Tonight I participated in my first live educational conference online through EdTechTalk. The conference is called “Teachers Teaching Teachers” and takes place every Wednesday night. I did not join the group via video, but rather just watched/listened to the other participants and participated through a live chat feature. I didn’t feel comfortable joining as a video participant because I wanted to get my bearings first. However, I think I would have felt more connected and I would have gotten more out of the experience had I just bit the bullet and joined in.
It took me a while to catch up to what was being discussed. Participants were throwing around the term “Youth Voices” and I thought at first that it was just a cool catch phrase for high school kids who were blogging. It wasn’t until i joined the live chat that I got a better idea of what Youth Voices is. Youth Voices, it turns out, is a huge site where the main purpose is to offer a space for youth to participate in discussion. It is a place where youth can post their thoughts and comment on other youth’s thoughts. It is used by many middle years and high school teachers to give their students a forum for discovering their identity in the online community. One educator I connected with was Chris Sloan, who gave me insight through the live chat into the basics of Youth Voices and how he and his students are using the site.
One of the discussions among the video participants revolved around how teachers should/are assessing their student’s contributions on Youth Voices. One educator shared how she is setting guidelines for how much/what her students need to contribute to Youth Voices within a specific time frame. For example, she will stipulate that her students need to write one post and make one comment within a week, and if they do both they get the marks for it. This particular educator works at a school in the Bronx and has found that participating in Youth Voices has empowered her students to have their voices heard. She noted how much time and effort can be put into a short comment, because the students are very aware of their online presence and ensuring they present themselves appropriately.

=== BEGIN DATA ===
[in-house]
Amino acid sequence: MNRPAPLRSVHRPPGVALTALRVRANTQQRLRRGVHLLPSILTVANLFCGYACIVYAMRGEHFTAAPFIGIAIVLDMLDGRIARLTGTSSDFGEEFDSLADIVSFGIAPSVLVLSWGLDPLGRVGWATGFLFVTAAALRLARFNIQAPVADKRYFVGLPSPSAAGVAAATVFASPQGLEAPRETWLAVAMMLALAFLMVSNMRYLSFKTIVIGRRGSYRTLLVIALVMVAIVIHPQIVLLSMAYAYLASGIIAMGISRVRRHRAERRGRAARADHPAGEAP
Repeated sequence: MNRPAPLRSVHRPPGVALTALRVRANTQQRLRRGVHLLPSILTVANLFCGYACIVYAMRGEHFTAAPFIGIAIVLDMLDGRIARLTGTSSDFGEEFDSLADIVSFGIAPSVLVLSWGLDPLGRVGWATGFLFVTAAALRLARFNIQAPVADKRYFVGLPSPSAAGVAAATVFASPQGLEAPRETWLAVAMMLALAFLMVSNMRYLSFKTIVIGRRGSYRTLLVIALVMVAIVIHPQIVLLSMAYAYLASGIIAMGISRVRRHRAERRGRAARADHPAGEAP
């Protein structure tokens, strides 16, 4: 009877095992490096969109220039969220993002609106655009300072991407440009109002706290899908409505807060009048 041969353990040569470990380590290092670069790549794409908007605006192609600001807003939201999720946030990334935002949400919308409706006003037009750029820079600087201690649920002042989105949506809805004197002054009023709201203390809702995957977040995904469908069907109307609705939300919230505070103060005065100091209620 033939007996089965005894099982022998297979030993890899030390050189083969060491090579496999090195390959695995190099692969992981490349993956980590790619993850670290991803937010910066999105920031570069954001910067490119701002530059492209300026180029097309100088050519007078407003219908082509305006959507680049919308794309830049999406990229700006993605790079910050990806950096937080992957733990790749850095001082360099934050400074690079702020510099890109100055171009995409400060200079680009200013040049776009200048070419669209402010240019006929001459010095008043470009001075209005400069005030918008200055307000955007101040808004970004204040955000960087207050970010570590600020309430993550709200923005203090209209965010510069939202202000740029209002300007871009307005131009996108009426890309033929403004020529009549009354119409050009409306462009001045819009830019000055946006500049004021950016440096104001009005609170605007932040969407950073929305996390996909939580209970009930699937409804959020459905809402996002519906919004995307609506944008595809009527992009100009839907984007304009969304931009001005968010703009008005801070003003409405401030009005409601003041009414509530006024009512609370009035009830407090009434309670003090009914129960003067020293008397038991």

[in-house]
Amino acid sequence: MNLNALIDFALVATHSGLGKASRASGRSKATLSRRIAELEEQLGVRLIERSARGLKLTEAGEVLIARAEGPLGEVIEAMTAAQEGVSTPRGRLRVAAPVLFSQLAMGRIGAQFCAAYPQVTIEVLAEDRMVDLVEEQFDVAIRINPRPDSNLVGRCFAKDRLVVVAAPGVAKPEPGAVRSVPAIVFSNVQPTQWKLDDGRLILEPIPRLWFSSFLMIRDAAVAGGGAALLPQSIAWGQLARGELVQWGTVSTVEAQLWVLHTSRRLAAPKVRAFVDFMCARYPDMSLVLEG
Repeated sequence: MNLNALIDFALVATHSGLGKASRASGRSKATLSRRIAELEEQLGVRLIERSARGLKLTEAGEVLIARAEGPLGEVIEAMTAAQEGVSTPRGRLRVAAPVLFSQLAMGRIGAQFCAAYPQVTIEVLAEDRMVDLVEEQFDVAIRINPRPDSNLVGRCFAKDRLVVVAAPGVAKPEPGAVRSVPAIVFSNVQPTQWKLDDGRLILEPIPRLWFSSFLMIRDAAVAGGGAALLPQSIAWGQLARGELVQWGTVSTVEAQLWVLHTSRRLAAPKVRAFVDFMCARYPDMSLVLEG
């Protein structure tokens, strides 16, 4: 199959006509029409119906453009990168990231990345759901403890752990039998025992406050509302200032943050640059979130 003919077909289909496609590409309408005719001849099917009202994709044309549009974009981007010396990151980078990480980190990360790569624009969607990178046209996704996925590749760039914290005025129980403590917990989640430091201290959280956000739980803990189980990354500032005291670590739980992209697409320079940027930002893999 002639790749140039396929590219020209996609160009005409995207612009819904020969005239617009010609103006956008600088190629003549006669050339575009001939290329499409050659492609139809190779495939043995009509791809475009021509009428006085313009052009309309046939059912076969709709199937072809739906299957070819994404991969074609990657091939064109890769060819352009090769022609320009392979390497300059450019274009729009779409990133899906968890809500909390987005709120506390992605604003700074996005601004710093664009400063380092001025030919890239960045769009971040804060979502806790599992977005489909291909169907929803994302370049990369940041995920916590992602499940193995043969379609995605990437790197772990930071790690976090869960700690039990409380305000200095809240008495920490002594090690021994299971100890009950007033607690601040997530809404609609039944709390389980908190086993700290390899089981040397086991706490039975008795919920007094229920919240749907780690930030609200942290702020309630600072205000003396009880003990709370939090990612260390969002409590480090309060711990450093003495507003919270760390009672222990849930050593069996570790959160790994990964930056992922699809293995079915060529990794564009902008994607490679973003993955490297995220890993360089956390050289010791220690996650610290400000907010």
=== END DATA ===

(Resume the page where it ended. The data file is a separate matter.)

Although I was ‘there’ I had a difficult time being fully present in the conversation going on. I think that a lot of this had to do with being a listener, but not a participant. The fact that I was also trying to eat dinner at the same time probably served as a distraction as well. Also, I found the constant switching from video to video to be distracting at times. I don’t know if it is set up that the moderator of the group chooses who to focus on, or if it is set up as an auto detect where the video switches to whoever is making noise. Whatever the case, it was odd for the focus to switch around to other screens than the person who was talking. I also found it difficult to follow the conversation because there wasn’t really an introduction into what the topic was. I guess the participants must have all been very familiar with Youth Voices…again, I’m sure that if I had joined as a video participant and been open about my naivety to the topic, the conversation would have been shaped much differently. But regardless, because I was lost on the main gist of what was being discussed, I couldn’t really follow many of the details. Despite my not being able to get much out of the conversation, it was an interesting experience to view it. I think the biggest thing I got out of the experience was that I was also able to network with educators from far and wide- always a positive when you are working on developing your professional learning network.
With regards to the idea of having live conferences/conversations via EdTechTalk, and other sources such as Classroom 2.0 , I think it is a really easy and personal way to connect with fellow educators. I would love to come back to join in a conversation in the future, especially if I am looking for information specifically related to the topic being discussed. I am curious to know whether there are any live educator chats/conferences specifically for Early Childhood Educators. If you know of one, pass it on!